Exceptional Item

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Exceptional Item
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An exceptional item is an accrued transaction fee that should be recorded on the company's balance sheet in accordance with GAAP principles. These are significant items that come from events or transactions that fall within the scope of the ordinary activities of the reporting entity. If the financial statement is to give a true or fair view, exceptional items must be disclosed due to their size or frequency. Exceptional items arise in the ordinary course of business and it must be material[1][2].

Categories of exceptional item

There are considered to be two categories of exceptional items:

  • those that must be shown in the income statement after operating profit and before interest,
  • other items that should be attributed or charged to profit or loss on ordinary activities by taking into account statutory items to which they relate and which must be disclosed separately in the form of a note or, in the risk and loss account.

The appearance of the first category of exceptional item is clearly defined. If one of the items listed in the relevant paragraph appears, it should be shown separately in the income statement. To make it easier, we refer to this category as non-operating exceptional items.

However, when it comes to the second category of exceptional items, assigning items to the appropriate statutory headers will in most cases be simple. There are sometimes exceptions when the directors of a reporting entity reach that exceptional items are not explicitly included in the headings of a particular format. It may be necessary to add a new line item in the profit and loss account to include the exceptional item. This can occur if the item does not refer to any particular item in the statutory format. The exact position in the income statement depends on the directors' view of what they think is the most appropriate. The definition of operating profit by directors determines whether items appear before or after the operating profit line, because this term is not formally defined and is not used in statutory formats[3].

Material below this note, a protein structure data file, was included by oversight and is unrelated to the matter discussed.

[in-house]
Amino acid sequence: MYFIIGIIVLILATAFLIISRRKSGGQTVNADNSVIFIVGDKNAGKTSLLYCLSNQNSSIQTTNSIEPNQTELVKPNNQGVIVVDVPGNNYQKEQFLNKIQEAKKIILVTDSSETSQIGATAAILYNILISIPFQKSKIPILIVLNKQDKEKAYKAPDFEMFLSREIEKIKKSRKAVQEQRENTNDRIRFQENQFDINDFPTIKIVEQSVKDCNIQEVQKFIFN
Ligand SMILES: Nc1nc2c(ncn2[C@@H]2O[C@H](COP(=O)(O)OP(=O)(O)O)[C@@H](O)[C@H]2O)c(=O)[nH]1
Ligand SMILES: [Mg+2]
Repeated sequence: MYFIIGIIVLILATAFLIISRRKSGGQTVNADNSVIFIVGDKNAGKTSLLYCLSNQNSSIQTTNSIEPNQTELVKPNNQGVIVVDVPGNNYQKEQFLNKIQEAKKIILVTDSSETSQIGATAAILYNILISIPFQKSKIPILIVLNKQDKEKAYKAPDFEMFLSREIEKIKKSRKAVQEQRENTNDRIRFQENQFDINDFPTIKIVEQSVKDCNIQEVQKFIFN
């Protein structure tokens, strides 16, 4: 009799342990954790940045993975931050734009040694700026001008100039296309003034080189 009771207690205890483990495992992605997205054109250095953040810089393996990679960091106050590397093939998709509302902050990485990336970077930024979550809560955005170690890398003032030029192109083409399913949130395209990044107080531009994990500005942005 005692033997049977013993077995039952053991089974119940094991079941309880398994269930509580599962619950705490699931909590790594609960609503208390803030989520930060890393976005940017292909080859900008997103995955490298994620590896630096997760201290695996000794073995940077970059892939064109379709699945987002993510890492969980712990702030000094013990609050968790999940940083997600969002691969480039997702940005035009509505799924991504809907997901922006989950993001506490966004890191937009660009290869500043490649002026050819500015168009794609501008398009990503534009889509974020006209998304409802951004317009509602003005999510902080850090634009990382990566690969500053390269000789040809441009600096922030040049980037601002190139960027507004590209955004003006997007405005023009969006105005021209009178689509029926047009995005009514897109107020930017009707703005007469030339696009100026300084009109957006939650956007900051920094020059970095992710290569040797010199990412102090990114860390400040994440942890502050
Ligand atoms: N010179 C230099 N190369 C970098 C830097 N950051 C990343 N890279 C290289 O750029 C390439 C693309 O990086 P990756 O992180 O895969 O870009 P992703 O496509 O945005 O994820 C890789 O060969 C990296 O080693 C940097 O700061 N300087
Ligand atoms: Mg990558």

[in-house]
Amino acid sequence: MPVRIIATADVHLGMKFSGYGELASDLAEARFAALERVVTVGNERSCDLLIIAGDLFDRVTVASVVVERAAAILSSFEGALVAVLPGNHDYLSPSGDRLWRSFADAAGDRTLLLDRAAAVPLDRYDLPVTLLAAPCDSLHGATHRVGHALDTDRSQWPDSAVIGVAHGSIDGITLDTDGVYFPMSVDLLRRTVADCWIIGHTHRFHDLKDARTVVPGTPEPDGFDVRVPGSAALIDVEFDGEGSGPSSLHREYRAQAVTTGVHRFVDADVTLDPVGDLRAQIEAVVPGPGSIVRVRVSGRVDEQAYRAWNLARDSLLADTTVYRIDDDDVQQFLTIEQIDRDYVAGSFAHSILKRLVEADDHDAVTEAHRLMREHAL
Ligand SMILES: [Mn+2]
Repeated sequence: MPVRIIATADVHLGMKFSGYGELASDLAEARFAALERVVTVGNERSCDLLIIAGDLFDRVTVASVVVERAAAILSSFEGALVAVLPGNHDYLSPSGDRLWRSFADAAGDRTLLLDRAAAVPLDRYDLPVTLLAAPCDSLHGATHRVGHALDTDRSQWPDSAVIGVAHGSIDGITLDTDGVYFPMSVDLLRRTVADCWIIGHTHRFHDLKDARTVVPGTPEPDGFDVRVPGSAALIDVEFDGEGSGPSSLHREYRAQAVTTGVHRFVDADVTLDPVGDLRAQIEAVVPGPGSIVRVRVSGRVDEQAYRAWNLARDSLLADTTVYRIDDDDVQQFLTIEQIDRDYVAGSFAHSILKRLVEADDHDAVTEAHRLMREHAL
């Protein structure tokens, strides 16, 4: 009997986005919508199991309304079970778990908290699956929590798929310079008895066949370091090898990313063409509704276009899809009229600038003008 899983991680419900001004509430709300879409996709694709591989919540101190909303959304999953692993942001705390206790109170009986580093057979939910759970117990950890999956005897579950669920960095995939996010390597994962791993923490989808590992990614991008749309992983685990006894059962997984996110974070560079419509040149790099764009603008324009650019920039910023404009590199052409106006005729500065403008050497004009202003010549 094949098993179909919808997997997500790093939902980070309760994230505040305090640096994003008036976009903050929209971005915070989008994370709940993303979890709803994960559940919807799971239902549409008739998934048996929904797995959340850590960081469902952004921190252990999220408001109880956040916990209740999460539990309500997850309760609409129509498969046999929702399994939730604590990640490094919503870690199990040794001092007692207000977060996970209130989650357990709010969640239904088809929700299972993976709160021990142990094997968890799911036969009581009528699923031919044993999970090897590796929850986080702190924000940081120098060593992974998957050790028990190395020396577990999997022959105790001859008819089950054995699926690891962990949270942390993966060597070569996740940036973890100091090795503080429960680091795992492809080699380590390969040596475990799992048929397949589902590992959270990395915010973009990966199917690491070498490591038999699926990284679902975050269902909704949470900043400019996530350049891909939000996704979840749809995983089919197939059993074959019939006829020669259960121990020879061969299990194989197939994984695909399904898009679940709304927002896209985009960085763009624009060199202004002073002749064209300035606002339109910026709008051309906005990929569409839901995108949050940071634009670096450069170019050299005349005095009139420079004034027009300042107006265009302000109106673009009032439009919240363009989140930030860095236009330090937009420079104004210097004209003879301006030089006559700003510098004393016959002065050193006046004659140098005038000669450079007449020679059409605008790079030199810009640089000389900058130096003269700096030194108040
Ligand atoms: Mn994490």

Examples of exceptional items

“Examples of exceptional items are[4]:

  • Profits or losses on the sale or termination of an operation.
  • Cost of a fundamental reorganisation or restructuring having a material effect on the nature and focus of the reporting entity's operations.
  • Profits or losses on disposal of fixed assets.”

“In some sectors, exceptional items are an intrinsic part of the business. A car rental company renews its fleet of cars every nine months and regularly registers capital gains. Exceptional items should then be analysed as recurrent items and as such be included in the operating profit. For smaller companies, exceptional items tend to be one-off items and as such should be seen as non- recurrent items It makes no sense to assess the current level of non-recurring items from the perspee- tive of the company's profitability or to prediet their füture trends. Analysts should limit themselves to understanding their origin and why, for example, the company needed to write down the goodwill[5].”

Footnotes

  1. M. Davies, R. Paterson, A. Wilson (1997), p. 1281
  2. M. Hanif, A. Mukherjee (2018), p. 10.27
  3. M. Davies, R. Paterson, A. Wilson (1997), p. 1281-1282
  4. M. Hanif, A. Mukherjee (2018), p. 10.27
  5. P. Vernimmen, P. Quiry, M. Dallocchio, Y. L. Fur, A. Salvi (2014), p. 155

References

Author: Monika Wójcik